Academic journal article New Formations

Dancin' in the Streets!: Anarchists, IWW's, Surrealists, Situatonists and Provos in the 1960's

Academic journal article New Formations

Dancin' in the Streets!: Anarchists, IWW's, Surrealists, Situatonists and Provos in the 1960's

Article excerpt

Franklin Kosemont and Charles Rudtliffe (eds.), Dancin' in the Streets!: Anarchists, IWW's, Surrealists, Situatonists and Provos in the 1960's, Chicago, Charles H. Kerr; 2005, 447pp; $25 cloth, $17 paperback.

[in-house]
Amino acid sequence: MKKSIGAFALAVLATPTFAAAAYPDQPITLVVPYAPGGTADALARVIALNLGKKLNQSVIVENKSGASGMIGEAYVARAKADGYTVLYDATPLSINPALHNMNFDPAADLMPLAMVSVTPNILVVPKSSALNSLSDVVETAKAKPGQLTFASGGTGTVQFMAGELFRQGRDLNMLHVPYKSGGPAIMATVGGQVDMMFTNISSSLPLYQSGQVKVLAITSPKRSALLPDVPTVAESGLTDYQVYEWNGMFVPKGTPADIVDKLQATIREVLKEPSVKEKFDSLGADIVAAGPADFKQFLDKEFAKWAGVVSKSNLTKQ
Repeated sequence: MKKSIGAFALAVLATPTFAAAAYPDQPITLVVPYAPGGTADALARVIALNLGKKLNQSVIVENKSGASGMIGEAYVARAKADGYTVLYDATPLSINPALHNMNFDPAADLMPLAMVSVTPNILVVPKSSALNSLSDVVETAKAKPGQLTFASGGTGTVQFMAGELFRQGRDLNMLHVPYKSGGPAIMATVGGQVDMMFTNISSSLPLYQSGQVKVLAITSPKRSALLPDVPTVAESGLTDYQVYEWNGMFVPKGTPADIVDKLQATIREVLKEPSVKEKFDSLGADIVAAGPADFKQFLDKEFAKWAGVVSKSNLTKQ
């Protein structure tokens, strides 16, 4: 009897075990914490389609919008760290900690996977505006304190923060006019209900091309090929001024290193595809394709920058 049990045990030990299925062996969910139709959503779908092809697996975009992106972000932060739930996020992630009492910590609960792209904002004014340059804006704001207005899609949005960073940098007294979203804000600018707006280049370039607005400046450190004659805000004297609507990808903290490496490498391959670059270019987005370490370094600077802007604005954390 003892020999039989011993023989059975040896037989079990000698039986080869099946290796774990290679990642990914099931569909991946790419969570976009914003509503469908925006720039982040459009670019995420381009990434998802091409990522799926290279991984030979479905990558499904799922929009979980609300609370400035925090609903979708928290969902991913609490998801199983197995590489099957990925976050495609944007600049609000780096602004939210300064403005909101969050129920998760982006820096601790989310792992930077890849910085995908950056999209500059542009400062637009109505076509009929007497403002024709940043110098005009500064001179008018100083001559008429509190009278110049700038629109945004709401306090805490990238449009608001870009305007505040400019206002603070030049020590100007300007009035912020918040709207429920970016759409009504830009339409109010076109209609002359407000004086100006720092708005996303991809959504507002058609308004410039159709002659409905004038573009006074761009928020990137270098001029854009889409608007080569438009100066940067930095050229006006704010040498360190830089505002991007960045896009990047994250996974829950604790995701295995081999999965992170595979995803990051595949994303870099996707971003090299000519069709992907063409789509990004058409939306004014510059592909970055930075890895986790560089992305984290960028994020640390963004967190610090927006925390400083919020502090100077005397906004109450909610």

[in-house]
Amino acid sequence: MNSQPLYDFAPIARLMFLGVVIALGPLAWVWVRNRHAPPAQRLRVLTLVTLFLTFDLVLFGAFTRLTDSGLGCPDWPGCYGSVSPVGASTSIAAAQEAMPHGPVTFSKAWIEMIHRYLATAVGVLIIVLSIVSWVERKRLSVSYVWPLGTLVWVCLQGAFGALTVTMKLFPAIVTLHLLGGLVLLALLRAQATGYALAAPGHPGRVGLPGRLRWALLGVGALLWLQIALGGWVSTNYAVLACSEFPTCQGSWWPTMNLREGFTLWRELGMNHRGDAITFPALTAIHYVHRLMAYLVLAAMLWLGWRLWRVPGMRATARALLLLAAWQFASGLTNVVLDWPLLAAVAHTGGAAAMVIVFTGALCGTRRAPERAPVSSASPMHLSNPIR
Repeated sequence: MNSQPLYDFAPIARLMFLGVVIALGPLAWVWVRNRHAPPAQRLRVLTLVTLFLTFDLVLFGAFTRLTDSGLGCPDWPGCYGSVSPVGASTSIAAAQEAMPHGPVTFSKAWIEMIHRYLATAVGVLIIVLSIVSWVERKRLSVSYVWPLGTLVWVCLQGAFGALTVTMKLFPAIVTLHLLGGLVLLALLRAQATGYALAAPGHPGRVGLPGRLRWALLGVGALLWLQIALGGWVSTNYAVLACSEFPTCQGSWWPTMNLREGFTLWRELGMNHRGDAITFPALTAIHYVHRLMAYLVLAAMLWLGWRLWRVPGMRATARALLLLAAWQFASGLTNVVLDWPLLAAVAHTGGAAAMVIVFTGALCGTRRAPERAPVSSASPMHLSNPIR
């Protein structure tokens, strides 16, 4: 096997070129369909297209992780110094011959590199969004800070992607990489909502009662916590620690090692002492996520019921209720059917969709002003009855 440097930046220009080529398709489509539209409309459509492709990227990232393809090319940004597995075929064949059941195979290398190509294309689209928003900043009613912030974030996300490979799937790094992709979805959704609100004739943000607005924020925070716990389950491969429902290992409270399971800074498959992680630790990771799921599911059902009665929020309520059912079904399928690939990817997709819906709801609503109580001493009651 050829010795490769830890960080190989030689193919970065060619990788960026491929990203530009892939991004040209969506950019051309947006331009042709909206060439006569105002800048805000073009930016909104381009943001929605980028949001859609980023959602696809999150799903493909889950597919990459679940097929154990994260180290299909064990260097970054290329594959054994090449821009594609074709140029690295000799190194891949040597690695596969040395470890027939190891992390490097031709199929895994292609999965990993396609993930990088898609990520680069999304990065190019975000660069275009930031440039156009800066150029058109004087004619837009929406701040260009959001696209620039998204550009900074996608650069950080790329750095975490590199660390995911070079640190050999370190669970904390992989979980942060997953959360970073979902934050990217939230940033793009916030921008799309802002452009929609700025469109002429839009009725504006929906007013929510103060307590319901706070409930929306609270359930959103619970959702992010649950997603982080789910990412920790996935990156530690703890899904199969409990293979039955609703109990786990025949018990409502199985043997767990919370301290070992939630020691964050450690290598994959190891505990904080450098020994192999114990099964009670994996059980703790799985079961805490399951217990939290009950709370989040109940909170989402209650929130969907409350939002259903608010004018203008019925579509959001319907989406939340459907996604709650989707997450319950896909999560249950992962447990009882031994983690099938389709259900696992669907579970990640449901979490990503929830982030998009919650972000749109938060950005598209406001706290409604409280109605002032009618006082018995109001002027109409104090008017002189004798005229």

This collection offers a very welcome reproduction of writings and images from Rebel Worker - a mimeographed blast of poetry, revolution, humour and coruscating cultural criticism emerging from Chicago in the mid-late sixties - and Heatwave, its short-lived British offshoot. Conventional 'polities' in the early sixties seemed to hold out very little for young people to get excited about. Even the self-proclaimed 'revolutionaries' were conservative in their narrowly dogmatic focus (of one shade or other) and bureaucratic procedures. For the Rebel Worker crowd, the really revolutionary discoveries lay elsewhere: in the anarchic comedy of the Marx Brothers or Bugs Bunny, in the blues/jazz of black America, theories from the anarchist and dissident Marxist traditions and, above all, in the Surrealist commitment to a total revolution in everyday life (Franklin and Penelope Kosemont along with other contributors such as Paul Garon would subsequently found the US section of the Surrealist movement). Since the organisation had its glory years some decades previously and was now kept going by mostly veteran activists, the decision to join up with the IWW ('wobblies') might seem strange. …

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